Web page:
Bill Allowing Cheaper Blends Of Gasoline Passes Arizona Senate

By Cameron Arcand

Editors Note: If you travel much by car, you likely have noticed that gasoline is often cheaper in rural communities, in New Mexico, and Colorado.  That is because “special blends” are required for urban areas in Arizona. This is strange because Denver is a large metropolitan area situated in a bowl surrounded by mountains, and subject to air pollution just like Phoenix. So is Salt Lake City. Yet, their gasoline is often a dollar cheaper per gallon. In markets, there is the function of arbitrage. Buy in a cheaper market and sell in a more expensive market and thereby equilibrate prices.  There may be freight costs in the equation as well. You know markets are not functioning when arbitrage is not permitted. Often, this is caused by a lack of fungibility, that is to say, gas is “blended” differently in one locale than in another. Whatever the merits of the “blending” process, it should be evident that standardization will end the fungibility issue and allow arbitrage to function in markets. There is no rational reason for gasoline in Phoenix to be so much more expensive than elsewhere.  Gouging the middle and lower classes on fuel should be left to California where is it a practiced art.

A bill aimed at lowering gas prices by allowing more types of gasoline to be sold in Arizona passed the Arizona State Senate on Thursday.

In Maricopa County, environmental regulations allow for only two blends of gas to be sold to consumers, one winter blend and one summer blend, referred to as Cleaner Burning Gasoline, according to a news release.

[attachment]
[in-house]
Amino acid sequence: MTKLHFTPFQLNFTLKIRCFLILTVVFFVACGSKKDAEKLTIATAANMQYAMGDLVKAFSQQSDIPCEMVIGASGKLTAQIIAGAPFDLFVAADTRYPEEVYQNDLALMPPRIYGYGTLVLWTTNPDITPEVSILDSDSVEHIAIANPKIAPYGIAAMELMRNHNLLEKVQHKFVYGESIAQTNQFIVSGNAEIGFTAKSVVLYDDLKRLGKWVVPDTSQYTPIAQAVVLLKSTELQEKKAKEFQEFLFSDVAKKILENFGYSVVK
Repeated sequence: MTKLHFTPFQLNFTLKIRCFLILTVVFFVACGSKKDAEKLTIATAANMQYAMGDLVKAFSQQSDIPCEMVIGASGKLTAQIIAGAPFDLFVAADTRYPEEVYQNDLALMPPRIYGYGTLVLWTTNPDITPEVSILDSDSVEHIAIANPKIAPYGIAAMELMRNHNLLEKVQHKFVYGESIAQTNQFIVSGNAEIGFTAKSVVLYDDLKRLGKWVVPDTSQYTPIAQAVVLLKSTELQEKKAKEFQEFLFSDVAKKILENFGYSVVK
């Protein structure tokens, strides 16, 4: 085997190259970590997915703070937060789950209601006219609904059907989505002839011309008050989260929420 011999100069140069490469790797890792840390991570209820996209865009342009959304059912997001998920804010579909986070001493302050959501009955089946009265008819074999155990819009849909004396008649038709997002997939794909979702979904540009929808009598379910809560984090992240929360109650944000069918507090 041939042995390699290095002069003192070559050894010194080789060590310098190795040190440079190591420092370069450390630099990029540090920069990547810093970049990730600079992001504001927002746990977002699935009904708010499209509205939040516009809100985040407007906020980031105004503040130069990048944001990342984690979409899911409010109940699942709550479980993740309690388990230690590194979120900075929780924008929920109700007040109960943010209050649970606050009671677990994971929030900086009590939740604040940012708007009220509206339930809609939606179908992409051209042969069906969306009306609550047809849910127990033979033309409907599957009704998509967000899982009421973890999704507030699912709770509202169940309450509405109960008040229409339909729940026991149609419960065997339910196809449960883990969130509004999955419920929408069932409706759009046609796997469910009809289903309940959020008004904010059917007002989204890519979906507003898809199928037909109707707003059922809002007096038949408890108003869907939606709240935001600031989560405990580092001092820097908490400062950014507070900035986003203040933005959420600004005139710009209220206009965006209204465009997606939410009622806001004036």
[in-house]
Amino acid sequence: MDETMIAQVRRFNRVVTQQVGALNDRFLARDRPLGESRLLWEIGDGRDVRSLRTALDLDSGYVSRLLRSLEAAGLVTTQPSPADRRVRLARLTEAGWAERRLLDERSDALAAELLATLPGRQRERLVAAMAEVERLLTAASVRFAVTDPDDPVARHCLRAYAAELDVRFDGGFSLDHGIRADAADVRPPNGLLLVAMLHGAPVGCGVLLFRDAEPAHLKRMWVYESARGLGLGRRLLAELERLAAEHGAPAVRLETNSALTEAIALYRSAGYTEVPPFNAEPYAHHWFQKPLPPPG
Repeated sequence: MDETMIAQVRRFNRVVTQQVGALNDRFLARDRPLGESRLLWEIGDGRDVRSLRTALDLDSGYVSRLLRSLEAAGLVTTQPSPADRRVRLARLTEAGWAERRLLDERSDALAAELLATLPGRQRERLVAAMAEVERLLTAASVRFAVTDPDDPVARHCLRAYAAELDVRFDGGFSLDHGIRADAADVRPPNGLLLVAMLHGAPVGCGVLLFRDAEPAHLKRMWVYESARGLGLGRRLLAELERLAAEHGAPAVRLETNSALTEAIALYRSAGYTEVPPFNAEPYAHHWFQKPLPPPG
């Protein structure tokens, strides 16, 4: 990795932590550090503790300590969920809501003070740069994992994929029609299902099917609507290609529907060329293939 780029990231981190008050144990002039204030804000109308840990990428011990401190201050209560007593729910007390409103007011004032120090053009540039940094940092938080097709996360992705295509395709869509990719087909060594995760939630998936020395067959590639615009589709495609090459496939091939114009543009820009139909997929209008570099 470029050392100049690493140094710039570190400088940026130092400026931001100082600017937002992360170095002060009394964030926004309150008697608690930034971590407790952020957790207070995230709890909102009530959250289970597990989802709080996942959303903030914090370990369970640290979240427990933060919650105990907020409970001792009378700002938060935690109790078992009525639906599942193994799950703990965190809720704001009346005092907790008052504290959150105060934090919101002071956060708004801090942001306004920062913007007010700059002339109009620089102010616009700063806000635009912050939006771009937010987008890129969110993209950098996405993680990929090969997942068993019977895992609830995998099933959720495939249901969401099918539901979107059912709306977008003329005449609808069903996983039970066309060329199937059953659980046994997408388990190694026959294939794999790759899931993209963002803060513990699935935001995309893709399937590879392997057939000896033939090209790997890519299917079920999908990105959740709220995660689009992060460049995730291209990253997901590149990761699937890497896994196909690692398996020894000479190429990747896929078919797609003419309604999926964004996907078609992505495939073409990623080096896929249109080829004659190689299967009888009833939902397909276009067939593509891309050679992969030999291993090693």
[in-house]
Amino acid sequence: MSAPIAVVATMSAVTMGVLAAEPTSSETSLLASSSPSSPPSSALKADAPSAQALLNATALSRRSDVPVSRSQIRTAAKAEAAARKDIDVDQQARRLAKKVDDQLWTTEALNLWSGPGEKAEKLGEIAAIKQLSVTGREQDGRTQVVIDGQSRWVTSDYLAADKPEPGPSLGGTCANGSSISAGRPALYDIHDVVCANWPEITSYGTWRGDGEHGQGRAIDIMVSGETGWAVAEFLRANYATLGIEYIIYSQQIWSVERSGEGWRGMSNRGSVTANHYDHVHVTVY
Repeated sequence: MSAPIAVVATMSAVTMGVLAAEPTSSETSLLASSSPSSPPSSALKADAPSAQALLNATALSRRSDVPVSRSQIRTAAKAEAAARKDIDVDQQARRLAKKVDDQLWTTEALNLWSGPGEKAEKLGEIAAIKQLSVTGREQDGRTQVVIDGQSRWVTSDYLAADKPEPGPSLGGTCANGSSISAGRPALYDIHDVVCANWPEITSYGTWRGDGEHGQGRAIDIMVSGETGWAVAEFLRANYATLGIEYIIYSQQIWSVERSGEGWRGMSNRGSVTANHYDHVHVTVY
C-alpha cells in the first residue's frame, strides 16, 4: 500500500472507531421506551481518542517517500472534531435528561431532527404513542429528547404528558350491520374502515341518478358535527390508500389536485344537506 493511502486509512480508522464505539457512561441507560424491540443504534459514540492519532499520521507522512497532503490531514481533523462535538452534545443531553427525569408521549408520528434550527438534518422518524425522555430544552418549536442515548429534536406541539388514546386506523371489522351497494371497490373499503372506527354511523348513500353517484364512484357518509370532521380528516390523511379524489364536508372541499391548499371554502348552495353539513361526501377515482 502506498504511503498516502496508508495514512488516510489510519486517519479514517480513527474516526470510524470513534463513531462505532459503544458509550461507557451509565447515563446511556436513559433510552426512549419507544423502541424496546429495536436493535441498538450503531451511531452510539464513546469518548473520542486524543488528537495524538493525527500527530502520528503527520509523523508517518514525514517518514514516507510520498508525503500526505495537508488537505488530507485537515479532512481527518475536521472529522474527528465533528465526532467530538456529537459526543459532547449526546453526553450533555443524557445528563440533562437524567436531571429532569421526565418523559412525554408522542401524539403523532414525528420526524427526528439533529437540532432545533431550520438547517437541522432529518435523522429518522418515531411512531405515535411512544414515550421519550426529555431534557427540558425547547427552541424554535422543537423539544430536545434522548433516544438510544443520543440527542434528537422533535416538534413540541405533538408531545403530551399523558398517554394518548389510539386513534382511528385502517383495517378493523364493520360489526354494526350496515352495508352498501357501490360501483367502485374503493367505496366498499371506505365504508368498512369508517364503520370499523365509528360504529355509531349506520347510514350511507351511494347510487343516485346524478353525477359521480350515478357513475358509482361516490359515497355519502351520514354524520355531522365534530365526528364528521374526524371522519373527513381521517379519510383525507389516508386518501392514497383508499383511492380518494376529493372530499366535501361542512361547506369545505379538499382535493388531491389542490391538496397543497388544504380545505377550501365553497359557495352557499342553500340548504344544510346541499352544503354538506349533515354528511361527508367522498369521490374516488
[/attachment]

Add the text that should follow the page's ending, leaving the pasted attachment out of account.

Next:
Senate Bill 1064 passed along party lines, but Democratic Sen. Catherine Miranda voted in favor, making the final tally 17-11-2.

“From gasoline to groceries, electricity, housing, and every other basic necessity, Arizonans are paying thousands of dollars more per year to maintain the same quality of life they had just before Joe Biden took office. While we can’t prevent his implementation of the reckless policies that are hurting hardworking families, senior citizens, and young adults, we can help Arizonans keep more of their hard-earned dollars through commonsense solutions like SB 1064,” Sen. Justine Wadsack said in a statement following the bill’s passage.

“I’m hopeful this legislation will be signed into law because it is the right move to make to improve the lives of our citizens,” she continued.

Democratic Sen. Priya Sundareshan raised concerns about the effectiveness of lowering costs, as well as concerns about air quality regulation compliance.

“To try to pass a statute that mandates the allowance of these blends without having conducted that testing and modeling ahead of time is putting a cart before the horse,” she said in the explanation of her vote against the bill.

Gas prices may be lower in the winter than in the summer because of the blend used, as well as various other factors impacting energy costs. In 2023, gas prices went upwards of $5 in some parts of Arizona, according to the Arizona Republic.

The Center Square reported in December that the legislation would also give the Senate President and House Speaker the ability to apply for a waiver with the Environmental Protection Agency when refineries are circumstantially requesting fewer regulations. In June, an effort by some refineries to get more blends allowed by the EPA failed, Arizona’s Family reported. 


This article was published by The Center Square and is reproduced with permission.

Image Credit: Wikimedia Commons